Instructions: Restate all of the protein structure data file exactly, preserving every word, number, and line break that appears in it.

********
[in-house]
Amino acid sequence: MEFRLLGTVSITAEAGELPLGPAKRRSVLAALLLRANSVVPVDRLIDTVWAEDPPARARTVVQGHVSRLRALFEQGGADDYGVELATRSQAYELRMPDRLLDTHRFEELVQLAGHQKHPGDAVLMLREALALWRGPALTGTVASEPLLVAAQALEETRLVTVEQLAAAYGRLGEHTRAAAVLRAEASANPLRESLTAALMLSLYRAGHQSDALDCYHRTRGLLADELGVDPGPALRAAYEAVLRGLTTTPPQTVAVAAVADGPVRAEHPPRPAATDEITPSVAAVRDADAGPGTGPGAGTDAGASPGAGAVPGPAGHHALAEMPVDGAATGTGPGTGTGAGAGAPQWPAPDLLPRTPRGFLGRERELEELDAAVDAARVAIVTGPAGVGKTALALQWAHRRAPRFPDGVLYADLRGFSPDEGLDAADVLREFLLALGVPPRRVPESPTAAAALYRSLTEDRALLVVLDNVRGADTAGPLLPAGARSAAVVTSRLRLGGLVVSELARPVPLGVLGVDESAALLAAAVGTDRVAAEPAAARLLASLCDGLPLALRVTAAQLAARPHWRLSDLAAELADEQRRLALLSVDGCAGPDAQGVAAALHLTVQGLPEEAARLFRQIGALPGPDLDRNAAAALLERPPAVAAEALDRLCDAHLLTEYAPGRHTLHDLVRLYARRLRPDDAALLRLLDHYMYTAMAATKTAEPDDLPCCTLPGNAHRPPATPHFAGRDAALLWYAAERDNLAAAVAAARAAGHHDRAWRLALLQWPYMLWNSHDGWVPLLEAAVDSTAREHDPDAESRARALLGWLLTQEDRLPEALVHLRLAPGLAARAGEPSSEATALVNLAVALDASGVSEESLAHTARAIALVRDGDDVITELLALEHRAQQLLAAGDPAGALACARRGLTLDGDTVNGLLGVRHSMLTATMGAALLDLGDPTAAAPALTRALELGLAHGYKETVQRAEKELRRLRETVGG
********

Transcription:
[in-house]
Amino acid sequence: MEFRLLGTVSITAEAGELPLGPAKRRSVLAALLLRANSVVPVDRLIDTVWAEDPPARARTVVQGHVSRLRALFEQGGADDYGVELATRSQAYELRMPDRLLDTHRFEELVQLAGHQKHPGDAVLMLREALALWRGPALTGTVASEPLLVAAQALEETRLVTVEQLAAAYGRLGEHTRAAAVLRAEASANPLRESLTAALMLSLYRAGHQSDALDCYHRTRGLLADELGVDPGPALRAAYEAVLRGLTTTPPQTVAVAAVADGPVRAEHPPRPAATDEITPSVAAVRDADAGPGTGPGAGTDAGASPGAGAVPGPAGHHALAEMPVDGAATGTGPGTGTGAGAGAPQWPAPDLLPRTPRGFLGRERELEELDAAVDAARVAIVTGPAGVGKTALALQWAHRRAPRFPDGVLYADLRGFSPDEGLDAADVLREFLLALGVPPRRVPESPTAAAALYRSLTEDRALLVVLDNVRGADTAGPLLPAGARSAAVVTSRLRLGGLVVSELARPVPLGVLGVDESAALLAAAVGTDRVAAEPAAARLLASLCDGLPLALRVTAAQLAARPHWRLSDLAAELADEQRRLALLSVDGCAGPDAQGVAAALHLTVQGLPEEAARLFRQIGALPGPDLDRNAAAALLERPPAVAAEALDRLCDAHLLTEYAPGRHTLHDLVRLYARRLRPDDAALLRLLDHYMYTAMAATKTAEPDDLPCCTLPGNAHRPPATPHFAGRDAALLWYAAERDNLAAAVAAARAAGHHDRAWRLALLQWPYMLWNSHDGWVPLLEAAVDSTAREHDPDAESRARALLGWLLTQEDRLPEALVHLRLAPGLAARAGEPSSEATALVNLAVALDASGVSEESLAHTARAIALVRDGDDVITELLALEHRAQQLLAAGDPAGALACARRGLTLDGDTVNGLLGVRHSMLTATMGAALLDLGDPTAAAPALTRALELGLAHGYKETVQRAEKELRRLRETVGG